Tell me if this sounds familiar: whenever you advertise a job, your inbox ends up bursting at the gills with candidates that only satisfy a few of the essential experience requirements for the position that you’re trying to fill.
So what gives?
You spent the time creating a compelling, accurate job description that covers the day to day and experience requirements of your job, right? Though you may think that you’ve done an adequate job on your job description, you need to make sure that you’re sending the right sort of message to applicants. You want your job ad to speak to your ideal candidate, the sort of employee that you’d hire on the spot if they came into your office.
If your job advertising isn’t aimed toward audience you want to attract, well then it’s really no wonder that you aren’t satisfied with the applicants you’ve been seeing.
Okay, so you want to present the job in a positive light. First, describe the job in a big picture sort of way: how the position fits in with the department and, ultimately, with the rest of the company. There are a lot of job descriptions out there for the role that you want to fill, making it necessary to differentiate.
Describe the position as an opportunity. You want to give job seekers something to identify with: challenges they will face, the rewards that they stand to gain, the professional growth that they will undergo through working for you. You want your reader to think, “Hey, I could really picture myself working there.”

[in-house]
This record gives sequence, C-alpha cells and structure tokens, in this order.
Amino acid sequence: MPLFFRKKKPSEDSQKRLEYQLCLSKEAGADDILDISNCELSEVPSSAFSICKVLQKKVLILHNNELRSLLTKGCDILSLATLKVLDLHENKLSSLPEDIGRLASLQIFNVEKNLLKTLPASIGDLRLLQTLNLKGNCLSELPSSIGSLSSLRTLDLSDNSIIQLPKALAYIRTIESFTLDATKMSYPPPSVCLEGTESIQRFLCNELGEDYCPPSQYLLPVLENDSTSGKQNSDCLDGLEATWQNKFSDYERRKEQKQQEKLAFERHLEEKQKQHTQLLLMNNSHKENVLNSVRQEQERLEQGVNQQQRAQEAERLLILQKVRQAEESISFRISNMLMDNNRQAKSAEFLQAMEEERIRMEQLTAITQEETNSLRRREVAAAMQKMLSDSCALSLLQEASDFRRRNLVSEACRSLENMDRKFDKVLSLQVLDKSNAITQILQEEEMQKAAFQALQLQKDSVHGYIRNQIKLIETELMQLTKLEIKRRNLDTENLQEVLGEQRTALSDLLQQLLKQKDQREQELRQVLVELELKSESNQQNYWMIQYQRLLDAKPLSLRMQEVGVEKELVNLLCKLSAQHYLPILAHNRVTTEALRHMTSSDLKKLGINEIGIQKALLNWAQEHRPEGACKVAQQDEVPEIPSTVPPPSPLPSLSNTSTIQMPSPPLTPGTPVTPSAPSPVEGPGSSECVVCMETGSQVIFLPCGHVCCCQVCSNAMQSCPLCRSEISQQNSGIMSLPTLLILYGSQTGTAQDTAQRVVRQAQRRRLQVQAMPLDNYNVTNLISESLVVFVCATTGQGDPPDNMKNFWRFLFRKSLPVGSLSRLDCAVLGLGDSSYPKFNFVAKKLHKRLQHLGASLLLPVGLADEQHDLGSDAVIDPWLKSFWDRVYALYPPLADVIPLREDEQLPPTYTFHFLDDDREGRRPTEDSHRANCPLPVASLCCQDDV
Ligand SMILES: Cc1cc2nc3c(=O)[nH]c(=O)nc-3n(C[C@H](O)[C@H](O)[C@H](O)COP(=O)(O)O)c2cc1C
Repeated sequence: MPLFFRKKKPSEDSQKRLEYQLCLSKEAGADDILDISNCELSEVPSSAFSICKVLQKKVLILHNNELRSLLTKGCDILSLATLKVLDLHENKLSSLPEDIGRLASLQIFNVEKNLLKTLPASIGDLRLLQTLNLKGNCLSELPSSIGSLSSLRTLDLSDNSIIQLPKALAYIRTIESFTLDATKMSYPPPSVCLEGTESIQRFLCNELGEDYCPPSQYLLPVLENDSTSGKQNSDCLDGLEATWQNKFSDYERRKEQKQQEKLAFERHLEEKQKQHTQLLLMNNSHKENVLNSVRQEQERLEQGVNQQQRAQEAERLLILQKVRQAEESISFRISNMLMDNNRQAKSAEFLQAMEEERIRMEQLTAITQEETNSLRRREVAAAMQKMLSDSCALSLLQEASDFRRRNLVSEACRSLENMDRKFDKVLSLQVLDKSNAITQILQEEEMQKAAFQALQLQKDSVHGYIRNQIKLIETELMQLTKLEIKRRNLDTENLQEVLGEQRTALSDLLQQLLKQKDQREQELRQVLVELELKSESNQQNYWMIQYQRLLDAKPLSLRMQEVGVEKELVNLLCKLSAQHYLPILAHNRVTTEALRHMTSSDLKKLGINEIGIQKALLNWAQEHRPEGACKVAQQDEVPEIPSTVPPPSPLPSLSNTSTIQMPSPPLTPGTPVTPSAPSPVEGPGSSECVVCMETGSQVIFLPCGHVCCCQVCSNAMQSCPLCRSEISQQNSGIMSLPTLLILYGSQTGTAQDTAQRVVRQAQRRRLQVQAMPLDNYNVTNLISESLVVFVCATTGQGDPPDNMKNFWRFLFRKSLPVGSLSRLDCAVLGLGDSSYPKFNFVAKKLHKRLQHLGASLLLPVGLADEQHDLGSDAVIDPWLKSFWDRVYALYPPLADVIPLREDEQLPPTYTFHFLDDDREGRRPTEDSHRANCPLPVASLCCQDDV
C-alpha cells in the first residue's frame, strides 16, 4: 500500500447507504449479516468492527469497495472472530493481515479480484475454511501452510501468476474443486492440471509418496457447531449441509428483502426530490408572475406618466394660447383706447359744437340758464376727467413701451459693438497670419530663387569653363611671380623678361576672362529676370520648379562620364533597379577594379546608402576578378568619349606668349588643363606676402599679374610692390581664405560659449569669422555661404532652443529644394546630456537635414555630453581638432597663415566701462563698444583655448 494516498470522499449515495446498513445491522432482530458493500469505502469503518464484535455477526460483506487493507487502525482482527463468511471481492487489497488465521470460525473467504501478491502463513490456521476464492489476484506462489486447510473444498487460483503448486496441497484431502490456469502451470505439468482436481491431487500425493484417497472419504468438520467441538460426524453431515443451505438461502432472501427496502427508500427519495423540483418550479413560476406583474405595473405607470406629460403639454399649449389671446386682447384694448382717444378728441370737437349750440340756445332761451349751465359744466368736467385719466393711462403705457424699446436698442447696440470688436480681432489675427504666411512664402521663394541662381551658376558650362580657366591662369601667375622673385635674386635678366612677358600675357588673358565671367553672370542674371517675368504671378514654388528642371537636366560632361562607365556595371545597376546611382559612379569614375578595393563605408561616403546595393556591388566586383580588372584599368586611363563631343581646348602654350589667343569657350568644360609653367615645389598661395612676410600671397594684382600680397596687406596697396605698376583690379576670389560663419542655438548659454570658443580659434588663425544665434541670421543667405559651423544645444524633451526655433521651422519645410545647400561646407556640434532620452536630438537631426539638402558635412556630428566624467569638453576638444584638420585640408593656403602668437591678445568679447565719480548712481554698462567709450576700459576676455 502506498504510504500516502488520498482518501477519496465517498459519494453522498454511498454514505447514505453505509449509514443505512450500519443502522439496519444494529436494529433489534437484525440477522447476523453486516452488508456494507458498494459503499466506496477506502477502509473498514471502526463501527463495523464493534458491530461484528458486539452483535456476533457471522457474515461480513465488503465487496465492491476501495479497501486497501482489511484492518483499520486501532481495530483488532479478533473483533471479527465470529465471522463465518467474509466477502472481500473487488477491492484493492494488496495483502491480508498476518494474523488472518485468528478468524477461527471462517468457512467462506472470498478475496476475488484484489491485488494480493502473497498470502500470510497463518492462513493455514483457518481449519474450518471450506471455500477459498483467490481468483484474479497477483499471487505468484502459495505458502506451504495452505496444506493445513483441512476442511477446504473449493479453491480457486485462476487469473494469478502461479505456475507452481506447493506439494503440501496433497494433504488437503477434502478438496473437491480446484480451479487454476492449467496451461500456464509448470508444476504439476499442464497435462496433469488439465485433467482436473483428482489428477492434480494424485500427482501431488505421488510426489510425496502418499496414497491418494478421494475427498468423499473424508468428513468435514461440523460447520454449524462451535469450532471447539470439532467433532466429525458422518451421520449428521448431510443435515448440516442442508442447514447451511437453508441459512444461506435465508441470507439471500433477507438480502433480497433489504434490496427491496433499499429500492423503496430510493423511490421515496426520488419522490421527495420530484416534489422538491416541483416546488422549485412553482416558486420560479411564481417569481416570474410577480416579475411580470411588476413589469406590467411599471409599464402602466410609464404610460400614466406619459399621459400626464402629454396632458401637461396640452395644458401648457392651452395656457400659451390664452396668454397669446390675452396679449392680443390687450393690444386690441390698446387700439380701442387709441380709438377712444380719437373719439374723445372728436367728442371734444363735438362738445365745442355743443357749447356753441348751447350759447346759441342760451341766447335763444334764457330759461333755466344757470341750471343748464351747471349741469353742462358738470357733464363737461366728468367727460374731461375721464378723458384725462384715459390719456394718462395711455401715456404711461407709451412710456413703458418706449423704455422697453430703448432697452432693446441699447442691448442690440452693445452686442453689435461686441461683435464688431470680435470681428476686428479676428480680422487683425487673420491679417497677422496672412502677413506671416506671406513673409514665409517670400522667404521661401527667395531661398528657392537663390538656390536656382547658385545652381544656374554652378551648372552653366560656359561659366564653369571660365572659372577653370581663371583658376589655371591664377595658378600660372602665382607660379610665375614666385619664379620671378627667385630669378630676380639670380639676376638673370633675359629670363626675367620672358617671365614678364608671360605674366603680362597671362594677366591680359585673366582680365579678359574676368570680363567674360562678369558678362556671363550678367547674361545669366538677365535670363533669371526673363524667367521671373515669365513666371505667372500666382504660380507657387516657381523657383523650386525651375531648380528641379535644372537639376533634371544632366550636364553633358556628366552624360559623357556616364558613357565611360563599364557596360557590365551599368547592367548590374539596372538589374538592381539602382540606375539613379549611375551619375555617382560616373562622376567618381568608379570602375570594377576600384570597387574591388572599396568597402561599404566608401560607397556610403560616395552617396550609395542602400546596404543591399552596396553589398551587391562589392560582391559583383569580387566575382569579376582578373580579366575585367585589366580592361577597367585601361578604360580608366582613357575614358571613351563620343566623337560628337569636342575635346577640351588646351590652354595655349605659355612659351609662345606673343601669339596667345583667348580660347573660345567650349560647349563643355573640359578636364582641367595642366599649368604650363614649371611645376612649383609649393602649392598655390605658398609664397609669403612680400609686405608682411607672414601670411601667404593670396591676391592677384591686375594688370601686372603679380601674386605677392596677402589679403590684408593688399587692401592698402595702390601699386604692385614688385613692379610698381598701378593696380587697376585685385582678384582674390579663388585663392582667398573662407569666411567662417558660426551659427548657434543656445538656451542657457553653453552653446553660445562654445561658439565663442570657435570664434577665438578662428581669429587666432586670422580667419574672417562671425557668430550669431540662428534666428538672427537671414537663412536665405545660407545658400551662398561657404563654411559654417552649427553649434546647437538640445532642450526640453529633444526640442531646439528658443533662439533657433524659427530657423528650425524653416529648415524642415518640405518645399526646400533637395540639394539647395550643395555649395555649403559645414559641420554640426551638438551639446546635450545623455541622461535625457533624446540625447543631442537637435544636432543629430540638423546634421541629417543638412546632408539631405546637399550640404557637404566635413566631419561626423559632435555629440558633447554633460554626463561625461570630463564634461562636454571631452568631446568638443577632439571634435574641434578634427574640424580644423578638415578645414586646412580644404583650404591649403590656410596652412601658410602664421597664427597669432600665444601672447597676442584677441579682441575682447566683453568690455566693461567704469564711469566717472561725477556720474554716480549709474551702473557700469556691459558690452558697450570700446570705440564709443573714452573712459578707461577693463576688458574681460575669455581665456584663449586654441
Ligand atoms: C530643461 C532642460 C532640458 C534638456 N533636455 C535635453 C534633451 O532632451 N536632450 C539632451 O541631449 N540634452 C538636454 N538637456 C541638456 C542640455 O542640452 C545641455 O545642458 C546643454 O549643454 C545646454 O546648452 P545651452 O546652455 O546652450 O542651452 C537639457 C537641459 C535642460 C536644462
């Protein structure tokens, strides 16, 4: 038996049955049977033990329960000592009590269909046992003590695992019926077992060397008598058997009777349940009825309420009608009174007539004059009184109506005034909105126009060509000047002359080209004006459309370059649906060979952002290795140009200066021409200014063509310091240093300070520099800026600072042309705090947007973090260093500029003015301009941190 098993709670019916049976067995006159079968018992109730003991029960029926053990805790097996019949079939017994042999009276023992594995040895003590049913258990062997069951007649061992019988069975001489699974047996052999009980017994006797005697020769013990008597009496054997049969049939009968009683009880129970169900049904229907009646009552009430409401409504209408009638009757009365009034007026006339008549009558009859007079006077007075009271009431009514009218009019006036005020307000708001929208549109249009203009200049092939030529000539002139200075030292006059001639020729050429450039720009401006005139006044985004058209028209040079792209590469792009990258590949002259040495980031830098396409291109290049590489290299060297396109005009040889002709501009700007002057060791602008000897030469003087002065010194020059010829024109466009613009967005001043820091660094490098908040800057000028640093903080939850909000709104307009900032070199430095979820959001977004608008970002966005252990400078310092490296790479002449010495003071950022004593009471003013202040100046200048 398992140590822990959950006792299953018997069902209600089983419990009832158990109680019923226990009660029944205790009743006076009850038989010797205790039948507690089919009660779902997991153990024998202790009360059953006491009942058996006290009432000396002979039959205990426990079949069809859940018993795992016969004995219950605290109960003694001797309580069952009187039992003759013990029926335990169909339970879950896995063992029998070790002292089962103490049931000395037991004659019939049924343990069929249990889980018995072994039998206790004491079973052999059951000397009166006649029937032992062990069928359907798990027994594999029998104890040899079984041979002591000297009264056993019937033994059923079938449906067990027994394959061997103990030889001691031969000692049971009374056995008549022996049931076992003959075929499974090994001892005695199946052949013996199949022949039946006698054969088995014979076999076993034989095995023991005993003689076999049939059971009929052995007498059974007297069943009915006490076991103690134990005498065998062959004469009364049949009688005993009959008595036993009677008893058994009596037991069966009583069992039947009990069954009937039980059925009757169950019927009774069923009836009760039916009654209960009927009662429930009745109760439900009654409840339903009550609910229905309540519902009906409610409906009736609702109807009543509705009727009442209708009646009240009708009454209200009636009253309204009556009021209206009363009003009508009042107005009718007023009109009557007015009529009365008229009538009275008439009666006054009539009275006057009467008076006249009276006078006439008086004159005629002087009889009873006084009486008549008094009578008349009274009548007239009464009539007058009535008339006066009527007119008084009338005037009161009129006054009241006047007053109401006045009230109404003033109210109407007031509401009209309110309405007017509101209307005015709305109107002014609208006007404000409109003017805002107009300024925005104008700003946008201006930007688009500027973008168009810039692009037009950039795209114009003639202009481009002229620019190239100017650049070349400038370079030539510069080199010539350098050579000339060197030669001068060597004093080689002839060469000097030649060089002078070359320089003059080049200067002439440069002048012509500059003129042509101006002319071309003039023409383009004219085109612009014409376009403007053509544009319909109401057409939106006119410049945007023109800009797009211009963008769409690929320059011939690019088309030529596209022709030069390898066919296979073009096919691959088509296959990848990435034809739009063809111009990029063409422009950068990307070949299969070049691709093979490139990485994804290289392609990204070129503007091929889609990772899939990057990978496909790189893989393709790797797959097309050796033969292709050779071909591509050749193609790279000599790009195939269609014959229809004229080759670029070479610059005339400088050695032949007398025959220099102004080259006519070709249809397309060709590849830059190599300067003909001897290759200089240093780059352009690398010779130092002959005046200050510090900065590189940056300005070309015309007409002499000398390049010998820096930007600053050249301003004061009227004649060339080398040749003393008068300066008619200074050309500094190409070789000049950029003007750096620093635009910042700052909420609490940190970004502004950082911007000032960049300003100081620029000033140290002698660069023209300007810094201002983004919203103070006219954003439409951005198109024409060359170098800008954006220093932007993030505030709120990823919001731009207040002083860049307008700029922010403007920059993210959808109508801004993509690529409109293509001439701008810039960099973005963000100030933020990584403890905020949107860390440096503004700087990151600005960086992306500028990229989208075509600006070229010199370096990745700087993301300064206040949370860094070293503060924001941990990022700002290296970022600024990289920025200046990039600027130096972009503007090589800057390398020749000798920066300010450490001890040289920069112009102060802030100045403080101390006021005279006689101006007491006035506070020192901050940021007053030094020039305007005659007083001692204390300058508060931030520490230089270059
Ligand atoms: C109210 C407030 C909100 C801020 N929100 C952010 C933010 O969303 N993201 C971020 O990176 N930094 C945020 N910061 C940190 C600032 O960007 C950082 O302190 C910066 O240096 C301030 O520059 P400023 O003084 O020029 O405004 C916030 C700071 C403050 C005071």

As far as listing your requirements, stay away from bulleted lists. Instead, go through the daily tasks that the job entails and the expertise/programs that a new hire would be using to complete these tasks. This way, applicants get a solid picture of what it’s like to work for your company instead of a series of requirements that leaves you with absolutely no clue of what the day to day will be like.
You might also want to talk to somebody who actually does the job you’re trying to fill (if possible). They will probably have a lot more insight into the job than you do and their input can be highly valuable.
Once you’ve got solid descriptions of the day-to-day and how that fits in with your company (and their career), it’s time to do a little editing. At the very least, read the dang thing before you send it out.
I can’t tell you how many times we come across job descriptions with blatant typos and grammar mistakes. The idea here is to look appealing to professionals in your industry, and sloppiness is not professional. Once you’re happy with your job description and are sure that your post is mistake-free, then it’s time to send that sucker off and pray for the best.
Though it might not seem that important, a well crafted job description can make all the difference when it comes to attracting the candidates that you want to your company.